by Kevin Walsh

IT’S a rainy day and I was going through the Forgotten NY photo archive when I ran across this photo by the Somach photo studio of the Elmhurst RR grade crossing removal at Broadway, Elmhurst, which apparently happened in 1937 as the date on the picture indicates. I recognized the building immediately: it was constructed by department store magnate Samuel Lord in the 19th Century for a family member. Lord co-founded Lord & Taylor, which went out of business just a few years ago and had a flagship store on 5th Avenue. Lord was a British immigrant who bought property in Elmhurst (then called Newtown) and lived in Queens for awhile, but ultimately returned to England. I have the full story of Samuel Lord in Elmhurst on this FNY page.

The house was on a dead-end named Claremont Terrace, on Dongan Avenue just east of Broadway. The street was paved long ago, but never since and is now virtually unpaved and unlit by a streetlamp. Yet, it was once a suburban retreat when Elmhurst was Newtown.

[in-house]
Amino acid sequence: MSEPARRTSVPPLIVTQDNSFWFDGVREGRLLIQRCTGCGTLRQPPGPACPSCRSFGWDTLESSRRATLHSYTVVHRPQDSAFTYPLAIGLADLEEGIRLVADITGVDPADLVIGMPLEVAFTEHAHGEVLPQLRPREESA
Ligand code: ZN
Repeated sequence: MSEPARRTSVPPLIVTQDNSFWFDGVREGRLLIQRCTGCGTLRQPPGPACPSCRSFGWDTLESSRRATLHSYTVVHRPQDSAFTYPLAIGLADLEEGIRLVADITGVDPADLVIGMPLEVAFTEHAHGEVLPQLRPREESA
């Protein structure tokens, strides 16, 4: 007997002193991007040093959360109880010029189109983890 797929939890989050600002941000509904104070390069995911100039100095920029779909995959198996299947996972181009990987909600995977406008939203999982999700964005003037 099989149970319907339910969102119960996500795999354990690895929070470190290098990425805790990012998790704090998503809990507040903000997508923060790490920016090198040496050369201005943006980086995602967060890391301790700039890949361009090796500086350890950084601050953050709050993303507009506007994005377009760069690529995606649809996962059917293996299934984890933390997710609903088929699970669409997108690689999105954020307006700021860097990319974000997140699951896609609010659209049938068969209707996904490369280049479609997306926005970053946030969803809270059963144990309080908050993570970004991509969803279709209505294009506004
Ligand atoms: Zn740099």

When I moved to Queens in 1993 and took the railroad to Manhattan, the train would go by this decrepit hulk, the remnants of the last house that Lord had built. By 2006 the house had been razed and construction on a new apartment building had begun… but the money ran out and the unfinished windowless building has stood there since for better than 15 years.

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Tal Barzilai March 15, 2022 - 7:47 pm

Do you plan on putting a picture of what’s there now in the near future?

Aaron March 17, 2022 - 7:51 am

If you click on the link bolded in red you can see what is there now. It’s just an incomplete apartment building.

Aaron March 16, 2022 - 9:36 am

I knew that house as soon as I saw it as well! That original post on Samuel Lord is what got me in to FNY and NY history in general. Thanks for posting!

Guess Who March 26, 2022 - 1:45 pm

You should see it now – covered with tags. Way to go Queens!

Bill May 4, 2022 - 9:56 pm

I lived on Vietor and walked over to look at it every now and tehn. They applied for a Renovation Permit, then saved the entrance foyer and demolished the main building. Then the entrance vestibule was taken down. I dont think they were ever fined for destroying a fairly historic structure. STUPID!!!


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